The country has numerous ethnic groups, none of which make up the majority. Different population groups belonging to the Mandé make up about half of the population. The Touareg and Moors live in the north. The official language in Mali is French, which is also the lingua franca. In addition, more than 40 indigenous languages are spoken. Bambara is a language spoken by approximately 80% of the population as a first or second language and is also considered a lingua franca.
Mali is one of the poorest countries in the world. Most people work in agriculture, mostly for their own food supply. Cotton is the primary export product. There is some mining in Mali, especially gold. The limited infrastructure is an obstacle to possible extraction of raw materials in the Sahara.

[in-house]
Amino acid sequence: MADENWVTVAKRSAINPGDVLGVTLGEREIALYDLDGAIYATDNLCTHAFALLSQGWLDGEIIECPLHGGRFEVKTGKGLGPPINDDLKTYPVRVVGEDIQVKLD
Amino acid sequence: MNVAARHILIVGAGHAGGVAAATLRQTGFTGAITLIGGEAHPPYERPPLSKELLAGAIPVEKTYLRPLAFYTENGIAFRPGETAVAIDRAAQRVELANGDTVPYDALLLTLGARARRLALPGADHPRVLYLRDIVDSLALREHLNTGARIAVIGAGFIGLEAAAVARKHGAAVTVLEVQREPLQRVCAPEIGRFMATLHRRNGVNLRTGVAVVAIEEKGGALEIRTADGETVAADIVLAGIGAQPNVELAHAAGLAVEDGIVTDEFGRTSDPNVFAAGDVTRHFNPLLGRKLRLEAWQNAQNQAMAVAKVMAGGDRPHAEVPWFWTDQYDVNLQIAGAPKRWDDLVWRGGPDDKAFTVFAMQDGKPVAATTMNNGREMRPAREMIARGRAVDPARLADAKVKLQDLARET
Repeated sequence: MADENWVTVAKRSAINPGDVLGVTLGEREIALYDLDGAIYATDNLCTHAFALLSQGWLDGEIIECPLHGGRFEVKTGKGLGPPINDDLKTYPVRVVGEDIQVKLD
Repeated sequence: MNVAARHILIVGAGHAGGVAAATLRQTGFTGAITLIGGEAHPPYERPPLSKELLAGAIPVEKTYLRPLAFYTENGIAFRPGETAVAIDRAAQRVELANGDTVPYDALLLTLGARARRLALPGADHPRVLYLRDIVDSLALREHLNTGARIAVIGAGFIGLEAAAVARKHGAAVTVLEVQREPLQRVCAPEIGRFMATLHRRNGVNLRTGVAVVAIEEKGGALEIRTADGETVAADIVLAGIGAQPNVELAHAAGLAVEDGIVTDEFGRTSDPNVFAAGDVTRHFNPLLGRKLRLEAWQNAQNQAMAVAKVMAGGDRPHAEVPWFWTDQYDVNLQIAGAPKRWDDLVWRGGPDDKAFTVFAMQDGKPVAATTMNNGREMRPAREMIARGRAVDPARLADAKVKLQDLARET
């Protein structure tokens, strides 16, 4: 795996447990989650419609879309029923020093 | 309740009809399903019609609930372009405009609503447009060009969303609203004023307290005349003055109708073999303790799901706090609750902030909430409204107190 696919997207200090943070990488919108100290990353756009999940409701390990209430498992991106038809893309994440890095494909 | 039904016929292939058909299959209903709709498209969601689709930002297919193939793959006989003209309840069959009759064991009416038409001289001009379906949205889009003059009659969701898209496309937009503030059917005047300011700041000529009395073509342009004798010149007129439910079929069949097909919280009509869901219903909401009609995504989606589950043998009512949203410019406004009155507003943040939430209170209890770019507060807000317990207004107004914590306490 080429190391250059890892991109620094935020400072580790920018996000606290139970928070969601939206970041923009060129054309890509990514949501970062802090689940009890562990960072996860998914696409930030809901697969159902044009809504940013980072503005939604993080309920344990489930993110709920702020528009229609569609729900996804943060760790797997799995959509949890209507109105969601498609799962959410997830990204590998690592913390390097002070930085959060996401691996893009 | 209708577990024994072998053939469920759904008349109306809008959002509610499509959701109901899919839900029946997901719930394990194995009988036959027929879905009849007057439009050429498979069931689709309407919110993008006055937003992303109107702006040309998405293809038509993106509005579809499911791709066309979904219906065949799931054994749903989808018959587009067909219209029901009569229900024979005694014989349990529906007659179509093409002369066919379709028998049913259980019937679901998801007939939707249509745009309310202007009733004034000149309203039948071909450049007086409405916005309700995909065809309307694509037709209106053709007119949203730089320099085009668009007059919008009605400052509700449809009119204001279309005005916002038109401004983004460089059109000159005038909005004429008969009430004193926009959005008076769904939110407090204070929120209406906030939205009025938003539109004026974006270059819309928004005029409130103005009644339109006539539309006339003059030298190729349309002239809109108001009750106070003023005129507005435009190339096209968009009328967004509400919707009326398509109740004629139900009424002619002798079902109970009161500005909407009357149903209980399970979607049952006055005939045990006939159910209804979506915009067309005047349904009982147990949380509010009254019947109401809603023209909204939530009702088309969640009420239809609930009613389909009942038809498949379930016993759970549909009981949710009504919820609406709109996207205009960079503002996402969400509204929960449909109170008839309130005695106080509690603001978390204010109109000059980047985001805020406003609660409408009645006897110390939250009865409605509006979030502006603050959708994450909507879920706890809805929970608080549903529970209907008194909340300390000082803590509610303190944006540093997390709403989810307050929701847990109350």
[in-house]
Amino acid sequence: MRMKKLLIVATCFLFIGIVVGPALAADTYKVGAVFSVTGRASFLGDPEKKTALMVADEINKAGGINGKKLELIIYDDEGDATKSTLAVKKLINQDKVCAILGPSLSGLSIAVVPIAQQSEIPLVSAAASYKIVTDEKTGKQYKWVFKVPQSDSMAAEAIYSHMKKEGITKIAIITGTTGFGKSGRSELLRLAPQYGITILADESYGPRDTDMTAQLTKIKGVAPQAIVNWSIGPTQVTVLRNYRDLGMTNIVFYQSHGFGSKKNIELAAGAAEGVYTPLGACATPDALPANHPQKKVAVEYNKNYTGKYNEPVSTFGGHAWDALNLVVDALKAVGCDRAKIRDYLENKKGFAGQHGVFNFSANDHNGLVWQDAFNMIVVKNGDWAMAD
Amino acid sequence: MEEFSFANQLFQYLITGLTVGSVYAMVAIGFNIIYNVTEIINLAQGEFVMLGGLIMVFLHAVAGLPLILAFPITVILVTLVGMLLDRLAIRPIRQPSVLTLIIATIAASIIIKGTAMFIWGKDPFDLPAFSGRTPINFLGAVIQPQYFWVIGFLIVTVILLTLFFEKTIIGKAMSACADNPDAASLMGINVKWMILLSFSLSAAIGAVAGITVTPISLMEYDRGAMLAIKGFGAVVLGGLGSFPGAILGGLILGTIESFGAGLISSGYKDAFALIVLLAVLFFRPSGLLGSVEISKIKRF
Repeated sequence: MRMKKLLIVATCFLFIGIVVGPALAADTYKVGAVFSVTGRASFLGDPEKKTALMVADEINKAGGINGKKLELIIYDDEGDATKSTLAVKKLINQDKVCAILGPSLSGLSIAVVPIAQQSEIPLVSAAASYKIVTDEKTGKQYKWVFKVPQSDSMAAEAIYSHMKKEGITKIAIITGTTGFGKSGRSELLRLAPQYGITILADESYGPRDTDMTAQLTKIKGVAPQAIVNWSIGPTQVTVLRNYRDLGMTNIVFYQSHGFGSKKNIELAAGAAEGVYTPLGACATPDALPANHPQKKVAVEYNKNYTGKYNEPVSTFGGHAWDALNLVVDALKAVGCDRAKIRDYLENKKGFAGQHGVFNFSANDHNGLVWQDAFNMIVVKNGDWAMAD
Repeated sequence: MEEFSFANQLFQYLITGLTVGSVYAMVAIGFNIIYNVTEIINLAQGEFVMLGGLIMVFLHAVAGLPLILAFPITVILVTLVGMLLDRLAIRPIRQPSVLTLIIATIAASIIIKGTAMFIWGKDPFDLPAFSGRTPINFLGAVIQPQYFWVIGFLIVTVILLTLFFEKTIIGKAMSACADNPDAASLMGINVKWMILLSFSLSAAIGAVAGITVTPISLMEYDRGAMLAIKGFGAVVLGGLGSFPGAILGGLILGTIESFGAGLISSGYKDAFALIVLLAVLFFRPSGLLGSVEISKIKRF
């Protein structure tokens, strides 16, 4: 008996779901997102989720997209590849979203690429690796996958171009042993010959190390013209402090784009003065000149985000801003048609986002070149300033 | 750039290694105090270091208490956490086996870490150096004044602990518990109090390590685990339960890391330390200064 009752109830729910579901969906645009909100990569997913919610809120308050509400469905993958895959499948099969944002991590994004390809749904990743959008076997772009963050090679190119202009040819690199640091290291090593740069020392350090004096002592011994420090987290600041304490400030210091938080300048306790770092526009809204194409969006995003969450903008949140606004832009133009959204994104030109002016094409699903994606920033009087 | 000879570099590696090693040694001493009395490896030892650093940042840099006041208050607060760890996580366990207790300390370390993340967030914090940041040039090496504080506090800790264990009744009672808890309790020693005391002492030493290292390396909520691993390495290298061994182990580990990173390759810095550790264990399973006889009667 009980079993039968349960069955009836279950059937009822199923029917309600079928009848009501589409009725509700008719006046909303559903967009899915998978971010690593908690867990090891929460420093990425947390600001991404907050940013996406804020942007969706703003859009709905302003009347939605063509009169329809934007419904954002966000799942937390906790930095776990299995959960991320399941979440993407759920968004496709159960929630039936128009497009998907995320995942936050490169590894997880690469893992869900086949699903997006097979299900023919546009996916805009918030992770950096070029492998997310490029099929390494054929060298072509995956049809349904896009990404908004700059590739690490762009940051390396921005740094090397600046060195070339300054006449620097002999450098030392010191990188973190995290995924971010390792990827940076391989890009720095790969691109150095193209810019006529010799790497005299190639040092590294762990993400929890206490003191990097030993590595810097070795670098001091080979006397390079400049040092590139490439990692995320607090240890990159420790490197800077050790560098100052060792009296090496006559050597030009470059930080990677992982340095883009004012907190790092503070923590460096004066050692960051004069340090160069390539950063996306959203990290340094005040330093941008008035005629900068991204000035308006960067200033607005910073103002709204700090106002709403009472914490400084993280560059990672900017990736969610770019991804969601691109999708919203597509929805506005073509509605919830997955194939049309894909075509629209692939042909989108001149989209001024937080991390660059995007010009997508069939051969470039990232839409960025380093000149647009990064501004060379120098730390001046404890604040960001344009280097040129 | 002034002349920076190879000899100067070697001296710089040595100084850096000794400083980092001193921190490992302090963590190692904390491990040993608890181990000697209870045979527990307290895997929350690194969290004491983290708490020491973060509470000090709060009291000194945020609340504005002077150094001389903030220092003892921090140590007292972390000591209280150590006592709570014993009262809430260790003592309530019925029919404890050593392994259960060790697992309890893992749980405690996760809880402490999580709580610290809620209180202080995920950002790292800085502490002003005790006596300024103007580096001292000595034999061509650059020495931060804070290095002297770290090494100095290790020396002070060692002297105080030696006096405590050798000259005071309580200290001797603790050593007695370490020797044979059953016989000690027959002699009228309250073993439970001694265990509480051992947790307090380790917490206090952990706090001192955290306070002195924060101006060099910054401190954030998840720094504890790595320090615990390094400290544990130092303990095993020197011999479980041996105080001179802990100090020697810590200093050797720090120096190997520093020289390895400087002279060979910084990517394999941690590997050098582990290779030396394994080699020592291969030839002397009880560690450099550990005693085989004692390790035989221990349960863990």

The area was once under the control of major African empires, the Mali Empire, the Songhai Empire, and the Ghana Empire. At the end of the 19th century, the area began to be under French influence, when the French moved further inland from the coastal towns. In 1905 the area was governed as part of French Sudan (Soudan français). The Mali federation with Senegal briefly existed between 1959 and 1960. In 1960 the Mali Federation became independent from France and Senegalsplit off, creating what is now Mali. Immediately after independence Mali became a socialist one-party state. This government was overthrown in a coup in 1968 by Moussa Traoré, who was then president of Mali until 1991. Under Traoré, Mali was also an authoritarian regime. In 1992, after Traoré’s resignation, the first democratic elections were held in Mali. Mali was one of the most stable countries in West Africa for some time after that, but conflicts started to arise after 2010 with the Touareg in the north and inter-ethnic violence in the middle. Mali receives considerable international support in this regard.